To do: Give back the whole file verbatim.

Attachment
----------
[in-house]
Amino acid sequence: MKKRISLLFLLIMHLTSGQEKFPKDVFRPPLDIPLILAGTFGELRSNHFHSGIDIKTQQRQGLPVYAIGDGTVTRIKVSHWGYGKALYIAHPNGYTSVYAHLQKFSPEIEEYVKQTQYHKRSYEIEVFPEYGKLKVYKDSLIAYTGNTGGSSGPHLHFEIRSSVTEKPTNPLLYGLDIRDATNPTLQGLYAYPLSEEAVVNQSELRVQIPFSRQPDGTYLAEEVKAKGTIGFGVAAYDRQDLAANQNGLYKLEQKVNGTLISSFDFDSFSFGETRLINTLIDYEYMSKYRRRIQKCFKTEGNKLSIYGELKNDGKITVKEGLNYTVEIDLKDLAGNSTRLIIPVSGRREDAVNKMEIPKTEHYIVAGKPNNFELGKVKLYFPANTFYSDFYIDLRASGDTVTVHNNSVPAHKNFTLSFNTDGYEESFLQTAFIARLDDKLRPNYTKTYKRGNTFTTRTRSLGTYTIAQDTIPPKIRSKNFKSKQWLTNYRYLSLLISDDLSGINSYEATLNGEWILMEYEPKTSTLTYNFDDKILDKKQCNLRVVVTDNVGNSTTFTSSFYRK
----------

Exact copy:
[in-house]
Amino acid sequence: MKKRISLLFLLIMHLTSGQEKFPKDVFRPPLDIPLILAGTFGELRSNHFHSGIDIKTQQRQGLPVYAIGDGTVTRIKVSHWGYGKALYIAHPNGYTSVYAHLQKFSPEIEEYVKQTQYHKRSYEIEVFPEYGKLKVYKDSLIAYTGNTGGSSGPHLHFEIRSSVTEKPTNPLLYGLDIRDATNPTLQGLYAYPLSEEAVVNQSELRVQIPFSRQPDGTYLAEEVKAKGTIGFGVAAYDRQDLAANQNGLYKLEQKVNGTLISSFDFDSFSFGETRLINTLIDYEYMSKYRRRIQKCFKTEGNKLSIYGELKNDGKITVKEGLNYTVEIDLKDLAGNSTRLIIPVSGRREDAVNKMEIPKTEHYIVAGKPNNFELGKVKLYFPANTFYSDFYIDLRASGDTVTVHNNSVPAHKNFTLSFNTDGYEESFLQTAFIARLDDKLRPNYTKTYKRGNTFTTRTRSLGTYTIAQDTIPPKIRSKNFKSKQWLTNYRYLSLLISDDLSGINSYEATLNGEWILMEYEPKTSTLTYNFDDKILDKKQCNLRVVVTDNVGNSTTFTSSFYRK